- Chuck Whalen Lane (L Street) – Whalen was a UD graduate who went on to serve as a US Representative
- Local 696 Way (Alwildy Drive) – United Auto Workers Local 696 has an HQ building on Alwildy, which was designated by Paul Deneau in 1965.
- Bishop John H. Mathews Jr. Way (College Street) – Mathews was a pastor of Mount Zion Church.
- Keith A Byars Sr. Way (Hoover Avenue) – Byars is a Dayton native who played in the NFL for 13 seasons as fullback and tight end. He played seven seasons for the Eagles, made the Pro Bowl in 1993 with the Dolphins, then SuperBowl XXXI with the New England Patriots.
- Commissioner Richard a Zimmer Memorial Bridge (Findlay Street Bridge) – Zimmer was a Dayton City Commissioner for 21 years.
- Dean Lovelace Drive (Madden Hills) – Lovelace was a Dayton City Commissioner.
- Martin Bayless Drive (Enroe Drive) – Bayless is a Dayton native who played in the NFL for 13 seasons for: St Louis Cardinals; Buffalo Bills; San Diego Chargers, Kansas City Chiefs, and Washington Redskins. He is now a Director of Player Development and General Manager at Brevard College.
Anthony Wayne was born January 1, 1745 in a log cabin in Chester County, Pennsylvania. Although his father wanted him to be a farmer, Anthony was charmed by his father’s stories of his time in the French and Indian War, and dreamed of being in the military. Anthony was educated as a surveyor and worked for Benjamin Franklin surveying land on Nova Scotia for a year. Anthony married Mary Penrose in 1766 and together they had two children, Margretta and Isaac. Wayne was a well-known philanderer, causing estrangement with his wife.
Roger was well known in the community as a philanthropist. Most recently, Roger donated money to University of Dayton, his alma mater. His donations helped fund the future Roger Glass Center for the Arts and his donations to Chaminade Julienne funded Roger Glass Sports Stadium.
Roger split his time between Oakwood and Lauderdale-by-the-sea, Florida. In both areas, Roger was an active member of the community and philanthropist. He served on various boards, both charitable and professional. He was an avid fan of local sports, including the UD Flyers and Dayton Dragons.
Roger has been interred in Calvary Cemetery alongside his parents. He will be remembered and missed as a generous friend and a kind human being.
This list is thanks to the book Hidden History by Tony Kroeger, with a small amount of Googling on our part.
- Page E. Gray Jr. Way (Liscum Drive) – Gray was the first African American to hold a position other than custodian at NCR. He was a parts inspector and later became an assistant design engineer during the 1960s.
- Mick Montgomery Way (Patterson Boulevard) – Montgomery owned Canal Street Tavern.
- Betsy B. Whitney Way (Wilkinson Street) – Whitney was a philanthropist and volunteered for many causes, including the YWCA, which is located on Wilkinson.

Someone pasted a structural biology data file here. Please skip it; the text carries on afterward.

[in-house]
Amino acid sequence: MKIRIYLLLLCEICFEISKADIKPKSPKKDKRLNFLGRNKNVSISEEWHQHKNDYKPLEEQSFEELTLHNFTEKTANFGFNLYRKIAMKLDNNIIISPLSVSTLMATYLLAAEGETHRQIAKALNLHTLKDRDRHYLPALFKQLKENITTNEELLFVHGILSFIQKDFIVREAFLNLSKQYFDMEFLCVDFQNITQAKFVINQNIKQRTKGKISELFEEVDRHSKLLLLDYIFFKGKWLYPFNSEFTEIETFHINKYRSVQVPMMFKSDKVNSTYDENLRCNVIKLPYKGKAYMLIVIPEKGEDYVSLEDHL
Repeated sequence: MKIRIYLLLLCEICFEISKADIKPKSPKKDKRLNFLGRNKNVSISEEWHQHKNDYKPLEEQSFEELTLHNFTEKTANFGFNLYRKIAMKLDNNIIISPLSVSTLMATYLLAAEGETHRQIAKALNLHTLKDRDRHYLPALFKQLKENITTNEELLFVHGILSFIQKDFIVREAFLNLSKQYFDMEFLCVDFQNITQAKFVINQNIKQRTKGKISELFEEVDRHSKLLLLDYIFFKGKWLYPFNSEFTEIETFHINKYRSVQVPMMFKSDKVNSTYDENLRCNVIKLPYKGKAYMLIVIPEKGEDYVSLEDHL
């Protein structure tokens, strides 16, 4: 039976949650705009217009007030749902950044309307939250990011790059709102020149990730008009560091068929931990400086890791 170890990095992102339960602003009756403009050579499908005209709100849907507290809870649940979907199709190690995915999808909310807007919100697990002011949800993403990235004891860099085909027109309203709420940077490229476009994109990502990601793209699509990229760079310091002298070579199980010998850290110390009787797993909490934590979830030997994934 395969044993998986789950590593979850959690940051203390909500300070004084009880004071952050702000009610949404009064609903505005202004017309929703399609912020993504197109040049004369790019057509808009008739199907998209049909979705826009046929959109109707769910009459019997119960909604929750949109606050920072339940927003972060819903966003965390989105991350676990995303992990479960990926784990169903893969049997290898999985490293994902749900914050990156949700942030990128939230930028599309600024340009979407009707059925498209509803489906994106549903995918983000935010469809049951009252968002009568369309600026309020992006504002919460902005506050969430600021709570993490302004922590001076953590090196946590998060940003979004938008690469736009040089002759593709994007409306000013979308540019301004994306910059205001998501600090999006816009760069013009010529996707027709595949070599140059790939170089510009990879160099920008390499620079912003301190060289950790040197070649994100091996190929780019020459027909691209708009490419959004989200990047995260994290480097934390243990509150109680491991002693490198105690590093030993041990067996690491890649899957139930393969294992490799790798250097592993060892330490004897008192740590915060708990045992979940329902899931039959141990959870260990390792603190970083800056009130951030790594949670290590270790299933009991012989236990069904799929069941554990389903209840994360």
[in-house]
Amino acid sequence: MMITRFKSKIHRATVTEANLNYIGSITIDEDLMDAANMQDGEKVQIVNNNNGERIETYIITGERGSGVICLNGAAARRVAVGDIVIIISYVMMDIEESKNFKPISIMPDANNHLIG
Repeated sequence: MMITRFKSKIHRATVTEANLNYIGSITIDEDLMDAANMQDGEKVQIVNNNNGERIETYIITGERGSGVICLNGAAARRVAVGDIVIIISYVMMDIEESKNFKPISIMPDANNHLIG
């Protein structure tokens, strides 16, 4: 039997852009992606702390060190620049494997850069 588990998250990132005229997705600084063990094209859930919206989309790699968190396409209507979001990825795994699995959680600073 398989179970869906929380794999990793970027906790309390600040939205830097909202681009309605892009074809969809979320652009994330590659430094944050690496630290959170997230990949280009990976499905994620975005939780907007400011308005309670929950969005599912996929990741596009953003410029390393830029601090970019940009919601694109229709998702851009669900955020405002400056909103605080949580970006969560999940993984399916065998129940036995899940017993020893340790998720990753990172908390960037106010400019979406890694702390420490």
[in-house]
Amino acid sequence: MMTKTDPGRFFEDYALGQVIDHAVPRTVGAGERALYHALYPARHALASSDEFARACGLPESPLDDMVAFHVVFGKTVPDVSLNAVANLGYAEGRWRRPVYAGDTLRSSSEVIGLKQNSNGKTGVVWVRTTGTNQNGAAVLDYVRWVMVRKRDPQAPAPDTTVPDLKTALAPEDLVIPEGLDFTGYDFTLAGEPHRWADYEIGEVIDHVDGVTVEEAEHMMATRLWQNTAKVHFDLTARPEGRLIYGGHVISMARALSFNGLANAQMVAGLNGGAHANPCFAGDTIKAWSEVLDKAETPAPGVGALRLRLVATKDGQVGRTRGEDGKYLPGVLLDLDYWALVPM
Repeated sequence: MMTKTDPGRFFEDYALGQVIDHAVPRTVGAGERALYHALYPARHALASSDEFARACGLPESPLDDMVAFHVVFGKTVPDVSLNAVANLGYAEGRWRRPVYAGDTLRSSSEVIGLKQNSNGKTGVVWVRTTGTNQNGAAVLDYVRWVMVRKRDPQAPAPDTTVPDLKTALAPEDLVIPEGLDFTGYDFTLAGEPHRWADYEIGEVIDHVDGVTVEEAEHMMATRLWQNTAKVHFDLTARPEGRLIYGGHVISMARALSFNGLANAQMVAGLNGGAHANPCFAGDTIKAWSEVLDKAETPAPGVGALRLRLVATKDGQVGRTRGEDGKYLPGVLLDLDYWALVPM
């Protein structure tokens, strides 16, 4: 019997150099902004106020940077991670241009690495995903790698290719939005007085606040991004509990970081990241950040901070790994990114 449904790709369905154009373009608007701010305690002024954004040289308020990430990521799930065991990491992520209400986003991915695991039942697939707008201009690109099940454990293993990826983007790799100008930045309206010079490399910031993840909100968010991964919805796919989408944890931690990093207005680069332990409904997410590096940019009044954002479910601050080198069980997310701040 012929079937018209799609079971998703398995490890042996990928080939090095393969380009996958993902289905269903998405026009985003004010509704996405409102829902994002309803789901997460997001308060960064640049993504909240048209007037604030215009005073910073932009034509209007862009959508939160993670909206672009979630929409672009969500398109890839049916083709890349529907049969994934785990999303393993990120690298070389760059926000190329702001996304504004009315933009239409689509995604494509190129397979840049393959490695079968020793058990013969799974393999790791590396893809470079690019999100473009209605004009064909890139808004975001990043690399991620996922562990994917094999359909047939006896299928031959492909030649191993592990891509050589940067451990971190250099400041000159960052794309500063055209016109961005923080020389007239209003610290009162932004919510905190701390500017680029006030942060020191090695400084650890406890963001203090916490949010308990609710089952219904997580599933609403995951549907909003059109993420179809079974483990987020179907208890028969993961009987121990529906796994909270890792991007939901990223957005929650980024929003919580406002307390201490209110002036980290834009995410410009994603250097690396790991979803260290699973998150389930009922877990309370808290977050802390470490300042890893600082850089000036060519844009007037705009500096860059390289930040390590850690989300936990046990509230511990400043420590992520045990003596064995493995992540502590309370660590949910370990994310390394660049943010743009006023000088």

- Paul Deneau Way (Fourth Street) – Deneau was an architect of several Dayton buildings, such as the Grant-Deneau Tower at 40 W. Fourth Street and the Lakewoods Tower at 980 Wilmington Avenue.
- Ambassador Richard Holbrooke Memorial Bridge (Salem Avenue bridge) – Holbrooke was an American diplomat and a leader in the development of the Dayton Accords in 1995, which helped bring an end to the war in Bosnia.
- Erma Bombeck Way (Brown and Warren Streets) – Bombeck was a writer whose humorous column and books were widely read. Bombeck grew up in Dayton and is buried at Woodland Cemetery.
- Mike Schmidt Parkway (Riverside Drive) – Schmidt played in Major League Baseball for eighteen seasons for the Philadelphia Phillies, where he was three-time MVP and 12-time All-Star. He was inducted into the Hall of Fame in 1995.
- When Wilbur knew he was dying of typhoid fever, he called his lawyer, Ezra Kuhns, to make his Last Will and Testament. To his father Milton, he left $1,000. To his brothers Reuchlin and Lorin and his sister Katharine, he left $50,000 each. The remaining balance, which was over $100,000 (plus patent rights and shares) were left to Orville. Wilbur wrote in his will that he was sure Orville would use the money in very much the same manner as they would together if they were both to live to old age.
- Also in his will, Orville left $300,000 to Oberlin College following the fulfillment of the following lifetime annuities: Lorin was to receive $4,000 per year, Reuchlin’s Widow Lulu was to receive $500 per year, Orville’s secretary Mabel was to receive $3,000 per year, and a few staff members received a yearly stipend as well. The files, notes, and other flight memorabilia were to be dispersed to museums and institutes.
- The Wright Special, one of the brands of bicycle the brothers created, did not sell many units. According to the financial ledgers, only eight were sold.
- Hawthorn Hill, site of the Wright House, was named so because of the Hawthorn trees growing on the land.
In 1975, Wartinger Park was named for John Wartinger, who served his community in several ways:
Robbins was born in New Jersey in 1760 and was a surveyor and farmer. He married Bathsheba Nutt (Aaron’s sister) in 1782. Throughout their marriage, they had a total of 12 children:
- Nancy (1783-1858)
- Richard (1784-1837)
- Abigail (1787-1854)
- Elizabeth (1790-1879)
- Benjamin (1791-1792)
- Rebecca (1793-????)
- Samuel (1795-1862)
- Aaron (1797-1825)
- Levi (1800-1866)
- twins Mary (1803-1833) and John (1803-1805)
- Bathsheba (1806-1845)